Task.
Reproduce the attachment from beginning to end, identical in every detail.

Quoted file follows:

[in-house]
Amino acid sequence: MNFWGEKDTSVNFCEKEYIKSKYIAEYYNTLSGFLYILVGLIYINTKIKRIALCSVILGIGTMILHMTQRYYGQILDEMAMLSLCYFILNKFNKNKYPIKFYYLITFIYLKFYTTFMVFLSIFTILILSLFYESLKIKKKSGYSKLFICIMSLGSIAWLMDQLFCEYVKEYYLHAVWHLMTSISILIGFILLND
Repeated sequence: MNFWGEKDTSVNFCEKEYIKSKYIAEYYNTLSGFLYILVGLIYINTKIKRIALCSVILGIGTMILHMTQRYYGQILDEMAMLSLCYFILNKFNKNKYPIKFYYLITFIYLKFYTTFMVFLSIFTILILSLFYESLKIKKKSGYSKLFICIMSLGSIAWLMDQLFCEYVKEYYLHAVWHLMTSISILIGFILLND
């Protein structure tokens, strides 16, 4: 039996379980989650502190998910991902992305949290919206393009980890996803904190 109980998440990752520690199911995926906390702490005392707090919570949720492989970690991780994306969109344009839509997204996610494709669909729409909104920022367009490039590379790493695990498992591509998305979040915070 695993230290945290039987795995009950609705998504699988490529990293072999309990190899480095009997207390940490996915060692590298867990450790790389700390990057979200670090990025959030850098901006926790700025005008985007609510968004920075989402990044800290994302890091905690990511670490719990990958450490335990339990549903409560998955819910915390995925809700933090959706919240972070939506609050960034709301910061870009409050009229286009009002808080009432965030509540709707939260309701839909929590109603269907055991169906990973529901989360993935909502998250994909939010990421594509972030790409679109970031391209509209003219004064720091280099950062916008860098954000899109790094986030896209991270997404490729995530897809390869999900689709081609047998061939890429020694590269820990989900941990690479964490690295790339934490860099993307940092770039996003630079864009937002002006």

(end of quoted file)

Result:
[in-house]
Amino acid sequence: MNFWGEKDTSVNFCEKEYIKSKYIAEYYNTLSGFLYILVGLIYINTKIKRIALCSVILGIGTMILHMTQRYYGQILDEMAMLSLCYFILNKFNKNKYPIKFYYLITFIYLKFYTTFMVFLSIFTILILSLFYESLKIKKKSGYSKLFICIMSLGSIAWLMDQLFCEYVKEYYLHAVWHLMTSISILIGFILLND
Repeated sequence: MNFWGEKDTSVNFCEKEYIKSKYIAEYYNTLSGFLYILVGLIYINTKIKRIALCSVILGIGTMILHMTQRYYGQILDEMAMLSLCYFILNKFNKNKYPIKFYYLITFIYLKFYTTFMVFLSIFTILILSLFYESLKIKKKSGYSKLFICIMSLGSIAWLMDQLFCEYVKEYYLHAVWHLMTSISILIGFILLND
């Protein structure tokens, strides 16, 4: 039996379980989650502190998910991902992305949290919206393009980890996803904190 109980998440990752520690199911995926906390702490005392707090919570949720492989970690991780994306969109344009839509997204996610494709669909729409909104920022367009490039590379790493695990498992591509998305979040915070 695993230290945290039987795995009950609705998504699988490529990293072999309990190899480095009997207390940490996915060692590298867990450790790389700390990057979200670090990025959030850098901006926790700025005008985007609510968004920075989402990044800290994302890091905690990511670490719990990958450490335990339990549903409560998955819910915390995925809700933090959706919240972070939506609050960034709301910061870009409050009229286009009002808080009432965030509540709707939260309701839909929590109603269907055991169906990973529901989360993935909502998250994909939010990421594509972030790409679109970031391209509209003219004064720091280099950062916008860098954000899109790094986030896209991270997404490729995530897809390869999900689709081609047998061939890429020694590269820990989900941990690479964490690295790339934490860099993307940092770039996003630079864009937002002006």